As you may have gathered from the content of this website, we at ManyManyAdventures tend to gravitate towards the action-packed and adventurous when planning our travels. We like to move, to experience, to do. So, when we found ourselves in a place so small you can walk from one end to the other in a day, where the locals will berate fast-moving foreigners to "go slow", we had to adjust our tempo a little.
We had been planning a family trip to Mexico for Christmas, which proved too difficult to orchestrate, given the large number of 'family' involved. Visa restrictions, and a desire to replenish our Vitamin D levels (sorely depleted after three months in Chicago), meant that we still had to go somewhere, and that somewhere turned out to be Caye Caulker, Belize. When we had talked about going back to Central America (the part of the world where we first met; one fateful, drunken night in a grubby San Jose hostel) we fantasised about months spent exploring Guatemala and Honduras; sailing the San Blas islands from Panama to Columbia; making our way through Mexico: but we had never considered Belize. We agreed early on, that since we only had ten days - and limited funds to play with - we would choose one destination and stay there for the duration of the trip (because - let's be honest - the traveling part of traveling sucks).
After minimal research, a few recommendations, and an hour spent on Air BnB, we settled on a place to stay, which we thought was on the island of Ambergris Caye (Madonna's famous "Isla Bonita"). Thankfully we checked the map after we got off the plane, because it turned out to be on a different island entirely: the tiny sliver of land south of San Pedro named Caye Caulker. It is a mistake for which we are all grateful, as our ten days on the island proved to be one of our favourite travel experiences to date.
Here at ManyManyAdventures, we try to support local businesses wherever possible when we travel, by buying local produce and crafts, using local services, and eating at local and family owned establishments. This article is a little different from our others: we wanted to help the people who made our trip so amazing by recommending them and their businesses here. If you travel to Caye Caulker (and you really should!) please consider supporting these local business owners; we promise they will leave you smiling!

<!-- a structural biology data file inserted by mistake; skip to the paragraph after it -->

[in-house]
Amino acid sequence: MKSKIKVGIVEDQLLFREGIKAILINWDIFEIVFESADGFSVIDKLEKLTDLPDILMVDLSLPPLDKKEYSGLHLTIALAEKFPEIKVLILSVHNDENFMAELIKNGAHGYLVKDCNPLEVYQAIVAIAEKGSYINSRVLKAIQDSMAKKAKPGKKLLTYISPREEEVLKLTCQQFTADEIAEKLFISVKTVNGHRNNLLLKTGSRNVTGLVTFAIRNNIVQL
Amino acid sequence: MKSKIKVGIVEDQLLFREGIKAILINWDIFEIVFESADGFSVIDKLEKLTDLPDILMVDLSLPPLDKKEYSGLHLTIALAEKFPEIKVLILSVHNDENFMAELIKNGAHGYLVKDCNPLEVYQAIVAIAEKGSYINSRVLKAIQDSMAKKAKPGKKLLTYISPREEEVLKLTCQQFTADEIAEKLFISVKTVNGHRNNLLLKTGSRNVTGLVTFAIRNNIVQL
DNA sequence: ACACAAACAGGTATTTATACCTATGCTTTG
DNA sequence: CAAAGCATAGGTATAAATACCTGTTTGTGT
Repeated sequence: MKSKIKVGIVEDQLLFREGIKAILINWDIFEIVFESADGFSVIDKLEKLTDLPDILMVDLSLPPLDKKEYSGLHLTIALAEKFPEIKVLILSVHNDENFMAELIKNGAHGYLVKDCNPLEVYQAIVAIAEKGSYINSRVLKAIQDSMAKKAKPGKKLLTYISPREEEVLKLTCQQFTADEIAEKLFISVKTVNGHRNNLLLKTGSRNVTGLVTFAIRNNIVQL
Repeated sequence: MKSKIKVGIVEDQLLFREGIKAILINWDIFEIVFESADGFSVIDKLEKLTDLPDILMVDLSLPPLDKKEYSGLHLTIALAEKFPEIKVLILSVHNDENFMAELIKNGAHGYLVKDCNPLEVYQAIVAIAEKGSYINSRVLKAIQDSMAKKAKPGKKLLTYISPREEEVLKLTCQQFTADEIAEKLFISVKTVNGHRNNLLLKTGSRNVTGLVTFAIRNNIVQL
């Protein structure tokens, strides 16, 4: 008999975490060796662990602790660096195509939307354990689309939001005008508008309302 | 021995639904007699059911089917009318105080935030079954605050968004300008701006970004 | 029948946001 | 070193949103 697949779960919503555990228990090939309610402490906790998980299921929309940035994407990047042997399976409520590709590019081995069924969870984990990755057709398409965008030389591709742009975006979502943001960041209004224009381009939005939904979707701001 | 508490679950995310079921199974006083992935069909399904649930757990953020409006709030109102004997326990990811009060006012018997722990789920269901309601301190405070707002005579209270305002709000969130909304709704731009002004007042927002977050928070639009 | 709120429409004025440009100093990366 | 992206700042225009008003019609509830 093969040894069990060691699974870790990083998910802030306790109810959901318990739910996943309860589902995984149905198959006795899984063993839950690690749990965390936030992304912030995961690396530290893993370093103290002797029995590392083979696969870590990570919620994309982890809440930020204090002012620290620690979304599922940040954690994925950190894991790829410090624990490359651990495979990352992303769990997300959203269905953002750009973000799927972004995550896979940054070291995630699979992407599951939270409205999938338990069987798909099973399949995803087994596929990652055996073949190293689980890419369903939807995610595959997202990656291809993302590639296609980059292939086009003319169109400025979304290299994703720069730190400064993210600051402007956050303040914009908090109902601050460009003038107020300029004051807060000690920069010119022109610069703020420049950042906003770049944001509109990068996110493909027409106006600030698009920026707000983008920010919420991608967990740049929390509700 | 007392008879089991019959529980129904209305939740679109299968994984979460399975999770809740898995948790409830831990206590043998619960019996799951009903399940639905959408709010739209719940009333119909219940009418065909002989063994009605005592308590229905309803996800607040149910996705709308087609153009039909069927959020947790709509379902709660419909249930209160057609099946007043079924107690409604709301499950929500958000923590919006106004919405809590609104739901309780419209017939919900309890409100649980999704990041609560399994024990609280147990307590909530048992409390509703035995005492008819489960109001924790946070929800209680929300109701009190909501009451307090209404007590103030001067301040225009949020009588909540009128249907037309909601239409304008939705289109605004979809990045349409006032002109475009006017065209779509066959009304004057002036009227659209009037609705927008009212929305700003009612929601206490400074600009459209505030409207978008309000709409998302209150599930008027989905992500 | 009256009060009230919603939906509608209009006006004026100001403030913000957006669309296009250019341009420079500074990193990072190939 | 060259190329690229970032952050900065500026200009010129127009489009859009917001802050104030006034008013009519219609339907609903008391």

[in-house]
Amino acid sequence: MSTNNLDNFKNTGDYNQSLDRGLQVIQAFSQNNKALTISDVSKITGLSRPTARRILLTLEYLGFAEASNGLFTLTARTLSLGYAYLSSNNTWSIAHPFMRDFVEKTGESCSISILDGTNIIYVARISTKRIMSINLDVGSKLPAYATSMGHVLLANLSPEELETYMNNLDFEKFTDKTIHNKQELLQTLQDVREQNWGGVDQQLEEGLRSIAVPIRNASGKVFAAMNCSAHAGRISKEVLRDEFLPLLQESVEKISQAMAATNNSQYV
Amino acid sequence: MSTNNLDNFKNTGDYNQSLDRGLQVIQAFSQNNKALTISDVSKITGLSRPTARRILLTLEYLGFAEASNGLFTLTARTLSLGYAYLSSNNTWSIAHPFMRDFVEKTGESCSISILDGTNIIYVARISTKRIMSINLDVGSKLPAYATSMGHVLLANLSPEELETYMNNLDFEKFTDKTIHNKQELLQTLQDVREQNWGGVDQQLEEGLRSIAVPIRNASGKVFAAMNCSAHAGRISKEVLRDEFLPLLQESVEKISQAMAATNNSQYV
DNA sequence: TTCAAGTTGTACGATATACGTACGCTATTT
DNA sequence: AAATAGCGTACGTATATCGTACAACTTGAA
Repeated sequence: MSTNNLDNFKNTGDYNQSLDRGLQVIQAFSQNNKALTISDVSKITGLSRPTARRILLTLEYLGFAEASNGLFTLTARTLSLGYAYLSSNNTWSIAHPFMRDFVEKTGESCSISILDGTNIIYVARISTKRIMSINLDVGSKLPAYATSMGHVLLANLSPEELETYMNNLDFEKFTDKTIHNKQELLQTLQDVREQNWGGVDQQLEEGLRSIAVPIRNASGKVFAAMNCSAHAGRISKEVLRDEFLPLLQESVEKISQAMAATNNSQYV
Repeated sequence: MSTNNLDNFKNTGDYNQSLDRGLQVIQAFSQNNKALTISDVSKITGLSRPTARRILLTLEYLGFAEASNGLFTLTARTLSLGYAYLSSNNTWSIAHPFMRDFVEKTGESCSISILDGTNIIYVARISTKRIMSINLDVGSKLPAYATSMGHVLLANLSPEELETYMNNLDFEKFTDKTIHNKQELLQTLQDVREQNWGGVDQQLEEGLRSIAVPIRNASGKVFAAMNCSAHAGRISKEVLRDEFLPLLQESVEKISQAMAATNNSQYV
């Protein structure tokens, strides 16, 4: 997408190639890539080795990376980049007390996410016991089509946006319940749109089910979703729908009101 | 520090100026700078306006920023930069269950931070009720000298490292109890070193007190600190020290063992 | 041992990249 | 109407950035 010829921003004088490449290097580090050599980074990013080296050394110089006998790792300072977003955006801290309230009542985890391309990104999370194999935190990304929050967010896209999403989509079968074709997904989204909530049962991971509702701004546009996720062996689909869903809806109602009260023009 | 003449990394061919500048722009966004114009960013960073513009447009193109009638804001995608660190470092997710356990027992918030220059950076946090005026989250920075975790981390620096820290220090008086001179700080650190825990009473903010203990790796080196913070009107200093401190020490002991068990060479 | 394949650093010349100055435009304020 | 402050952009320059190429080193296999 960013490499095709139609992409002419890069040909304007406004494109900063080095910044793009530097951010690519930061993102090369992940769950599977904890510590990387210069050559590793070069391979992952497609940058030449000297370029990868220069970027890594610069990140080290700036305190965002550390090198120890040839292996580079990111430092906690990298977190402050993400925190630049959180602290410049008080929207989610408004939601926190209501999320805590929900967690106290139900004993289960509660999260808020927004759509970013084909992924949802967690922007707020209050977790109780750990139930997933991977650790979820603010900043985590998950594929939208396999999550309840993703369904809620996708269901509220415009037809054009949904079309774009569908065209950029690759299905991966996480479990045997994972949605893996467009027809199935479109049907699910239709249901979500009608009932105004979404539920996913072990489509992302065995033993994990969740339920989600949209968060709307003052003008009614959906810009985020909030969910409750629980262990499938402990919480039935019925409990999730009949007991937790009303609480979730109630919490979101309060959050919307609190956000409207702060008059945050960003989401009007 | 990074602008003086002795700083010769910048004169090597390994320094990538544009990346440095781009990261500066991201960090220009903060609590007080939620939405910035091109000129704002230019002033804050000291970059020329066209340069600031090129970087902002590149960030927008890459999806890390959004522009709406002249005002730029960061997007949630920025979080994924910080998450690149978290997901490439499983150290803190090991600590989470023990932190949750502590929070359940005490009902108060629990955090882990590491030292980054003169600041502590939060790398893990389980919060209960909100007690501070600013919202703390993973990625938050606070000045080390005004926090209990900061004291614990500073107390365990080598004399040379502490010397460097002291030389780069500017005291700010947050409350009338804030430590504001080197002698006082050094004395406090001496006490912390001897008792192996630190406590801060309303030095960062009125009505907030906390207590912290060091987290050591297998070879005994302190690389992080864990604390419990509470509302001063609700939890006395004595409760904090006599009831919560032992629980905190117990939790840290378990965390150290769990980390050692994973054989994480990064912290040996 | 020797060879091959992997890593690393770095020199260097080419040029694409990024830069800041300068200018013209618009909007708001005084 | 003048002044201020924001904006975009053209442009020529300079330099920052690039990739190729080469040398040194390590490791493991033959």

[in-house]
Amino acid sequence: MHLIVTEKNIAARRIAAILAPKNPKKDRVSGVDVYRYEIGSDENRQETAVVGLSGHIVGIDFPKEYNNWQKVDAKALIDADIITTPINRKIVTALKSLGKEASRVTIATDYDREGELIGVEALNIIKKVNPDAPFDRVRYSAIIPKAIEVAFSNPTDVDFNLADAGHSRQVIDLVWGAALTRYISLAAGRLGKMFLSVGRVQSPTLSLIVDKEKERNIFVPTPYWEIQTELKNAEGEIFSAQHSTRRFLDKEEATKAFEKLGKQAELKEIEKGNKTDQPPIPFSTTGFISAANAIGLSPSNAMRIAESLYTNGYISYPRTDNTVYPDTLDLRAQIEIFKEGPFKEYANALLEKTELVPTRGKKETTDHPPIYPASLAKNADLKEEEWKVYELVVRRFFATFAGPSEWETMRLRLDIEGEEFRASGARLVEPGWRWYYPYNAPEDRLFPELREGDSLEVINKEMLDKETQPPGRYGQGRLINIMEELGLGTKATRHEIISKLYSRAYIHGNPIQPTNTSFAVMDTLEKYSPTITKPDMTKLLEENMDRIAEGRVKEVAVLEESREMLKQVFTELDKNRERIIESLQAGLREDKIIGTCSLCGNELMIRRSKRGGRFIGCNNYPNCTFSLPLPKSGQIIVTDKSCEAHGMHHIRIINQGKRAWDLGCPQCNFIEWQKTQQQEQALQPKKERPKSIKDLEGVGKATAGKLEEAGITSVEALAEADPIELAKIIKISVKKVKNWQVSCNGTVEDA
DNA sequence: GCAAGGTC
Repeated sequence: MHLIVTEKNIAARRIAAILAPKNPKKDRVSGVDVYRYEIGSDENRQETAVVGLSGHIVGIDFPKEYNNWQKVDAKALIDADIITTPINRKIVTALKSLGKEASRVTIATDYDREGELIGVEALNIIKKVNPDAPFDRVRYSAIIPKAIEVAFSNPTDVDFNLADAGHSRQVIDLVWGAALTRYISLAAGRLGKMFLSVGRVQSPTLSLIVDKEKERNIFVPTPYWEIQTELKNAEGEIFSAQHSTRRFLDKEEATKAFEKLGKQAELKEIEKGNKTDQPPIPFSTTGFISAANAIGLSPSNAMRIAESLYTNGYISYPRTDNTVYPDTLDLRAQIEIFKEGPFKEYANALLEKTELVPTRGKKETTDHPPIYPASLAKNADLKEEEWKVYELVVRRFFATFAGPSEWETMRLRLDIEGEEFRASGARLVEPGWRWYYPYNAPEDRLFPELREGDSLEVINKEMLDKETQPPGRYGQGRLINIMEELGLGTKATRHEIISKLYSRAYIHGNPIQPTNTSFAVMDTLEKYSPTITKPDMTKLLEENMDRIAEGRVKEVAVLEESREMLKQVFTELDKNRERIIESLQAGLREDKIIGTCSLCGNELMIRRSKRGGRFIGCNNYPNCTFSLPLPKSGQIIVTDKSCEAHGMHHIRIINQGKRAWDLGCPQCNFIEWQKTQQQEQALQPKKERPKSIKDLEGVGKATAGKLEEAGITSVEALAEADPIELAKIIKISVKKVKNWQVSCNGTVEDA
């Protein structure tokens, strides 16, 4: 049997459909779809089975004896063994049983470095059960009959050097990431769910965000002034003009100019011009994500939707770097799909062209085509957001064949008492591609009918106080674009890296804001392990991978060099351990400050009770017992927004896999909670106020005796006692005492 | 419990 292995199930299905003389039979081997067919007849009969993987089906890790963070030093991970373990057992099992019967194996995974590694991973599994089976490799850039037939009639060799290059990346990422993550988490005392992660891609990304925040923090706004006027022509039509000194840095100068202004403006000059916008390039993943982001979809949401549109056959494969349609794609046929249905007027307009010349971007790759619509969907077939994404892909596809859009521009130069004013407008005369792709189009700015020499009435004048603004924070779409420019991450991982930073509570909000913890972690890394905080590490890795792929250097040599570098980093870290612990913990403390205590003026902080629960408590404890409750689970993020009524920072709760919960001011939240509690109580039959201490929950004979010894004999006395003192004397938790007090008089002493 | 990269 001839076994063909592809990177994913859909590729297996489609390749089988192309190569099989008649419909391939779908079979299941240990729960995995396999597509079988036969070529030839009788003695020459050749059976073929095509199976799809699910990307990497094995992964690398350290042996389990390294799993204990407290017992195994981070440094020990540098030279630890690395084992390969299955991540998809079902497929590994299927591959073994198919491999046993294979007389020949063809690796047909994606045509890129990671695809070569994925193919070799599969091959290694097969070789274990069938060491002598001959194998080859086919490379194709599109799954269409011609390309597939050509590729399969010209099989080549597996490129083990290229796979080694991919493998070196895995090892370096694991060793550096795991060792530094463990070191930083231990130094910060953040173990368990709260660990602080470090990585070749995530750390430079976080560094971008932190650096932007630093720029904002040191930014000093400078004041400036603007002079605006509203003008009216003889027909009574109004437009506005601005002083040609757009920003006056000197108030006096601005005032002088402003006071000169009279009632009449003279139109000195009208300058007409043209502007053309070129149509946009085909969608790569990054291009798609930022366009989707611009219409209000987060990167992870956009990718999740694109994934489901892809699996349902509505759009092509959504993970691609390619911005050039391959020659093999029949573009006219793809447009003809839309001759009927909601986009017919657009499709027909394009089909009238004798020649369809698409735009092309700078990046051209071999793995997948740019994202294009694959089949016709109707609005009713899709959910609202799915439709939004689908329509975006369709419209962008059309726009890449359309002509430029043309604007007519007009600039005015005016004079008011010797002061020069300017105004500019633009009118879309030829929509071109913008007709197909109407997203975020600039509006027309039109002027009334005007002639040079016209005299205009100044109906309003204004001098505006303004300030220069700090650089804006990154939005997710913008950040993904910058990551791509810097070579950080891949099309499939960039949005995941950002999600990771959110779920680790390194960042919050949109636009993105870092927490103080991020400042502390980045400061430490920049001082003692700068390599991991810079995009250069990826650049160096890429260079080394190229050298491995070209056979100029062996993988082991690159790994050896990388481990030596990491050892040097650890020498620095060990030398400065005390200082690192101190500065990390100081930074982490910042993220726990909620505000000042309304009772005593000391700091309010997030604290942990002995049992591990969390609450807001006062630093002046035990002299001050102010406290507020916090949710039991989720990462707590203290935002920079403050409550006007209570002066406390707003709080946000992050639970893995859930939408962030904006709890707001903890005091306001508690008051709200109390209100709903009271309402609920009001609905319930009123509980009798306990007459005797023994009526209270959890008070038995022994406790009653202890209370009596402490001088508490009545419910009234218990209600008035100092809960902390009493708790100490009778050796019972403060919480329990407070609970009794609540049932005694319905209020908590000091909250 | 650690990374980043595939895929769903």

Where we ate:
We arrived with grand notions of barbecuing our own fresh fish and vegetables at our pool-side cabana, and only eating out on occasion, but these were shot to hell when we tried the first time and realised that neither the barbecue, nor the oven, worked (it should be noted that aside from the sand flies - for which it was essential to smother oneself in Jessie's homemade bug repellent - this was our only complaint against the accommodation). For the most part we cooked our own breakfasts, until, that is, we discovered the grilled cheese, ham, pineapple and egg sandwiches at Amor Y Cafe, which became our daily staple (they also have the cheapest iced coffees). Lunches were either bought from the street vendors (barbecued shrimp and lobster sticks anyone?), or from Errolyn's House of Fry Jacks, where you can get a sizable, fried quesadilla-like sandwich for $2. The dinners, though, were where the island really comes into its own. Catch-of-the-day seafood fresh off the grill; mountains of creamy coconut curry; tangy ceviche served with corn chips; locally raised chickens; and (of course) rice and beans, were our daily fare.
We ate at eight different restaurants during our stay, and all were delicious, with the ones located further from the beach offering the best prices. However, our stand-out favourite was the recently renovated Roy's Blue Water Grill. Chef Roy Hinks recently left his position as head chef of Habañero’s (the priciest upmarket eatery on the island) to start his own business, remodeling the rustic “Blue Water Deli”, located between Front and Middle Street, directly behind Bambooze on the waterfront. We ate here five or six times during our stay, after it was recommended to us by Jessie of Random Yoga, and each time the experience was outstanding. From the mountainous, cherry-topped Piña Colada, to the jerk lobster and coconut seafood curry, all the food was absolutely delicious, and the service was charming. The chef is obviously passionate about his new business, and we wish him the best of luck!
What we did:
As previously mentioned, the motto on Caye Caulker is "Go Slow". However, when your group of five includes two hyperactive runners, and two thrill-seeking adventurers, there are bound to be a few activities. Our first priority was to get in the water: the impossibly turquoise, clear, warm, pristine water.